Chattering is what the chattering class does. Such skills make the formulation "fashion historically has been more important than Germ Theory" sound witty while not having to deal with, to paraphrase, why Suzie has a 70% chance to survive the birth of each child and likely won't live past the age of 40.

FullMoon said...

I would like to remind all the crybaby womens that it was MEN who invented the
electric iron
automatic clothes washer and dryer
power steering and automatic transmissions
self cleaning ovens
dishwashers
etc.
All to make your little lives easier, and don;t forget it, sweetheart!

buwaya puti said...

The controversy here is likely to discourage anyone from entering a career in technology. In my experience the best and most useful people in tech, across many fields, are socially and culturally inept or oppositional, very often shy and anxious in social situations. This is a case where what these people would see as pure triumph in their own circles is crushed by the very public revelation of their social inferiority. Why then bother to succeed when one is merely likely to make oneself a laughing stock.

HoodlumDoodlum said...

In many sci-fi movies people of the future are shown wearing uniforms/not expressing much individual fashion choice. Maybe the writers and directors (mostly men) subconsciously believe that once we as a society stop caring about fashion we'll be able to make large scientific advancements. Maybe instead they subconsciously believe that once we're sufficiently advanced we'll stop caring about fashion. Maybe they just wanted to save on wardrobe costs.

Lydia said...

From Elly Prizeman, the friend who made the shirt, who's also being pressured to apologize:

There is no ‘meaning’ behind the shirt. I just bought material and sewed it together.

Nothing sinister at all was meant behind it at any point. It was just a bold and individual fashion item.

Jupiter said...

I really don't understand why everyone thinks making a rocket hit a rock is such a big deal. The only part of the whole plan that was even slightly dicey, the harpoons, did not work, and now the thing has shut down like a cheap cell phone 'cause its battery ran down. This was a monumental waste of resources. Not that there is really anything interesting it could tell us, even if it had the power to broadcast.

But if you want to congratulate the person responsible, it would be some computer jock, who calculated the trajectory. Not some astrophysicist, for God's sake.

LL said...

What if he wore a shirt with Kim kardasian's latest photo all over it?

Unknown said...

Sam Hill, you don't know how right you are. The mistake was paying attention to the harpies in the first place when they started squawking about the shirt.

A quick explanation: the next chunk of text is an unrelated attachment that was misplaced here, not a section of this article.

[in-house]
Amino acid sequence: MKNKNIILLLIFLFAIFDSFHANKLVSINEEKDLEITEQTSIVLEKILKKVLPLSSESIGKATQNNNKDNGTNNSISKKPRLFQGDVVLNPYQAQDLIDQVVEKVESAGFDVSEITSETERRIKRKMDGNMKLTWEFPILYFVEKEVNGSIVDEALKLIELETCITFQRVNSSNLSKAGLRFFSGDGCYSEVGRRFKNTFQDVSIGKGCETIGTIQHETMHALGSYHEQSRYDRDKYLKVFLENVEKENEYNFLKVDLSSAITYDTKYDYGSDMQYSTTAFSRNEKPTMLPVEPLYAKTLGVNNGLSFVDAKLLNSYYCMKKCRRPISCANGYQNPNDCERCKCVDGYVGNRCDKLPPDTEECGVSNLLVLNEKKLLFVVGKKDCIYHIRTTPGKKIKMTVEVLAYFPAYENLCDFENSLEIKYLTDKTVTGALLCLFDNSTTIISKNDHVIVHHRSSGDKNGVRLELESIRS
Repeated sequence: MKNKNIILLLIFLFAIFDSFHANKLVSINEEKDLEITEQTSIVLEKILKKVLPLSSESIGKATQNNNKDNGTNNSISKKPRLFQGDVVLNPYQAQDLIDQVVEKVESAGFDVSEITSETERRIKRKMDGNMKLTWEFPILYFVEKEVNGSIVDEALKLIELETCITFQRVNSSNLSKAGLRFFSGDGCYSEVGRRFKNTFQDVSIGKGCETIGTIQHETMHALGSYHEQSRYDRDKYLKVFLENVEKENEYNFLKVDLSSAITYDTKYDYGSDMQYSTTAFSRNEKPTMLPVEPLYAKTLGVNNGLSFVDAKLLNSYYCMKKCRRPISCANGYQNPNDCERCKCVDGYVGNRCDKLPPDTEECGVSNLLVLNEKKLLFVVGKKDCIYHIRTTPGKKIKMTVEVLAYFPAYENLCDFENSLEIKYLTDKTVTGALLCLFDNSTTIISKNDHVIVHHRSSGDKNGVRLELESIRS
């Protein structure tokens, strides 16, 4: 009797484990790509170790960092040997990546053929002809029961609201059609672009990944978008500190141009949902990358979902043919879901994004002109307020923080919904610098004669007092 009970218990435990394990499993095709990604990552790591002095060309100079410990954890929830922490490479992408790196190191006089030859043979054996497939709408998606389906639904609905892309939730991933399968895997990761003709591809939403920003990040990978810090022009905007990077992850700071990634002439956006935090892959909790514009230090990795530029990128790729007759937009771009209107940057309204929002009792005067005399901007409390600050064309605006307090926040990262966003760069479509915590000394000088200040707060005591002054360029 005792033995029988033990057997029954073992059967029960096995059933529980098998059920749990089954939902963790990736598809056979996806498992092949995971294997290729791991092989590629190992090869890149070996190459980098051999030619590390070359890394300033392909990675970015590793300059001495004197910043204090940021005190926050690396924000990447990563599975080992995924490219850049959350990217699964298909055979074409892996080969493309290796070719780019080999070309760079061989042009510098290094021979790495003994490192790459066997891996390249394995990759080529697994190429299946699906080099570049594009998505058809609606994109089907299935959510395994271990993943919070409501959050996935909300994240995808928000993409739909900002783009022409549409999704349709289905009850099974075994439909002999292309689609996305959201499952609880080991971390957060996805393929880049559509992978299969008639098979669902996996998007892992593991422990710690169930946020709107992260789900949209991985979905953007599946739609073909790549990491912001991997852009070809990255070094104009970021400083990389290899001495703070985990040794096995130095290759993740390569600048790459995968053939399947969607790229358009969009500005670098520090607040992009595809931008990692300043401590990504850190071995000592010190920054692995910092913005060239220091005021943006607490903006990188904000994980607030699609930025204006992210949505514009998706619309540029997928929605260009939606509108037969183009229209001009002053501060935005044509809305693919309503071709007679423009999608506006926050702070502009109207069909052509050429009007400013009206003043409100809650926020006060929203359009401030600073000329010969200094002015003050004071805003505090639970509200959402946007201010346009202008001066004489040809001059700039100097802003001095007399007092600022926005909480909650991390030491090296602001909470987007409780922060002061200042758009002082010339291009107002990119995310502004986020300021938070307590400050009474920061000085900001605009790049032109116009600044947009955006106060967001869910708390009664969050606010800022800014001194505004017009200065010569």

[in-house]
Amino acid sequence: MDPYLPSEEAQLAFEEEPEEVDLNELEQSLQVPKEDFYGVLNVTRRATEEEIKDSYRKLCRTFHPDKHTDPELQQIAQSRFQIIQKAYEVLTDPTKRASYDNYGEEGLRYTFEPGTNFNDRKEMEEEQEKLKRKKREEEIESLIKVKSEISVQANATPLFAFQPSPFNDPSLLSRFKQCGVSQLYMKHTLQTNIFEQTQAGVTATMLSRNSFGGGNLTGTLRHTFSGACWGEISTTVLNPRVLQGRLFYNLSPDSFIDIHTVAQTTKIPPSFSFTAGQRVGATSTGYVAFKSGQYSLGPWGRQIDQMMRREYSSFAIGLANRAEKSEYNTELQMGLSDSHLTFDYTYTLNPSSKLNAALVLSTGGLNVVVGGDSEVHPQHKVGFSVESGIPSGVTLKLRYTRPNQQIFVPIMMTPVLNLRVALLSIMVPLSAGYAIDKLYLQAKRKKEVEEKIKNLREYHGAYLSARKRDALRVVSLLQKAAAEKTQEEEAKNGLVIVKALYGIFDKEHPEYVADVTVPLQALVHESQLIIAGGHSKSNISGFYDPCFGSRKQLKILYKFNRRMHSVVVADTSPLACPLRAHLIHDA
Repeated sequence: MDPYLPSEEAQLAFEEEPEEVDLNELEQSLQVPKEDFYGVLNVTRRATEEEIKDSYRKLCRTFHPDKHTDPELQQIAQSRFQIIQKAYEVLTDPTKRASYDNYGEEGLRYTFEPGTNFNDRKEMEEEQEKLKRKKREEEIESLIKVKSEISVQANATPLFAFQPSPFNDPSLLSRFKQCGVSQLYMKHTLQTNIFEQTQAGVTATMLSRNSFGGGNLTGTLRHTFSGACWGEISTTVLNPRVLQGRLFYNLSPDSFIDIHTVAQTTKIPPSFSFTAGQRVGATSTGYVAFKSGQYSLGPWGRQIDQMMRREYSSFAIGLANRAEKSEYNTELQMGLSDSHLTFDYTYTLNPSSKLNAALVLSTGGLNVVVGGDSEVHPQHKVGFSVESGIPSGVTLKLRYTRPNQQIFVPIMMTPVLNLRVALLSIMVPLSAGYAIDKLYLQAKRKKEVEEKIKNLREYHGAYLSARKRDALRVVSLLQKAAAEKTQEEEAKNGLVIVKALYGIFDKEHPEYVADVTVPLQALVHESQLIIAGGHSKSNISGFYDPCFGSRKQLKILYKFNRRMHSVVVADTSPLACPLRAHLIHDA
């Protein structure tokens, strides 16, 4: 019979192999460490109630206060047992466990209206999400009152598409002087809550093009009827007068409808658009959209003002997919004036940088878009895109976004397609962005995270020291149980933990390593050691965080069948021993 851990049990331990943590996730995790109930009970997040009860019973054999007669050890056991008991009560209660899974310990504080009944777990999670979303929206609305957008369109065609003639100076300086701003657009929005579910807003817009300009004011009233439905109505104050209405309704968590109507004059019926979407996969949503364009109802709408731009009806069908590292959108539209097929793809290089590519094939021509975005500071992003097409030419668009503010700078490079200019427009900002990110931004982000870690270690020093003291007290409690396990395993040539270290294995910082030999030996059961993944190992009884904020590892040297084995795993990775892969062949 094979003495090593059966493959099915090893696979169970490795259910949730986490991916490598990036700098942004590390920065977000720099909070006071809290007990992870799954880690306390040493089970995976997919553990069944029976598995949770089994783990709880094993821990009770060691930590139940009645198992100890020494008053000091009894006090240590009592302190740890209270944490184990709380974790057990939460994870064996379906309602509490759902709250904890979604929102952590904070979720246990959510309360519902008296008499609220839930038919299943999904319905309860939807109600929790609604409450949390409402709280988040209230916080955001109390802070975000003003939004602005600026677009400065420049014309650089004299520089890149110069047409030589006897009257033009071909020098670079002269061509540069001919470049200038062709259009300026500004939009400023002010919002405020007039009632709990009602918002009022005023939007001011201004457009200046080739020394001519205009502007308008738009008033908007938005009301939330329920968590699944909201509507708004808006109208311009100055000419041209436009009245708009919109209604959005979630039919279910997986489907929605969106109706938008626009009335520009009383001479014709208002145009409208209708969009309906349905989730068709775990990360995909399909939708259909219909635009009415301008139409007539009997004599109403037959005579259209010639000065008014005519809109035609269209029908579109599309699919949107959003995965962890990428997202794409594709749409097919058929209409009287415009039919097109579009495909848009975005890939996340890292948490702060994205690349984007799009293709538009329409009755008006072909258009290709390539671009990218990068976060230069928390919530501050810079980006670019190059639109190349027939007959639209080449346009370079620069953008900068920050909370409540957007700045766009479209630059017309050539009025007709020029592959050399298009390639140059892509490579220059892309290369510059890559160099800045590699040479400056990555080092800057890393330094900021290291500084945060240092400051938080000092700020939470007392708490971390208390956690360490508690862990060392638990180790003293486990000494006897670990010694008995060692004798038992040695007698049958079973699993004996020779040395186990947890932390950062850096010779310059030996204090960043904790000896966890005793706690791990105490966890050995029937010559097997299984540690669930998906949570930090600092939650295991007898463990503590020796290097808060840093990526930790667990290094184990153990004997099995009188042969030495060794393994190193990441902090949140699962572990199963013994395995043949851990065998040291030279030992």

You couldn't be expected to understand, but chicks with rayguns equals science fiction. Science fiction is why scientists get up in the morning. What you think is not important. You cannot even design a superior hair brush, let alone do rocket science.

Just skip all the rest of it. What you think is not important.

furious_a said...

Per Ed Driscoll, if America's Li'l Darlin's get the vapors over a saucy shirt, how can they be expected to handle combat roles in the military?

tim in vermont said...

Boys are stupid, throw rocks at them

Ha ha ha. Wasn't that shurt funny!

Smilin' Jack said...

Why do feminists hate depictions of pretty women? Pretty women should really give them some pushback on this--not all females look like fireplugs.
But I suppose pretty women have more fun things to do--I know one does, tonight.
And feminists can take some comfort in knowing that even if they're not cute, they're still funny when they're mad.

Jupiter said...

One further point of hilarity is all the babble about women in STEM jobs. Are they saying that it would be OK for the garbageman to wear this shirt to a press conference? How about if your plumber showed up in it?

Roppert said...

Burkas for everybody!

Original Mike said...

@wholelottasplainin' dispatched you hours ago, Jupiter.

HoodlumDoodlum said...

Holy shit, just when you think it can't get worse:

Mark Zuckerberg Explains Why He Wears only Gray T-Shirts, Sounds Sexist by Allison Davis in New York Magazine.
See, Zuckerberg himself sees fashion as frivolous and unserious, and since Davis believes fashion is important and is held to be important by women, ipso facto Zuckerberg's belief is sexist.

dustbunny said...

People in fashion really believe in the importance of fashion, and they are quite withering when you disagree. From the Devil wears Prada:

https://m.youtube.com/watch?v=kzu-RgorcSo

Did rocket scientists ever wear lab coats or was that just in the movies?

Kenneth Anderson said...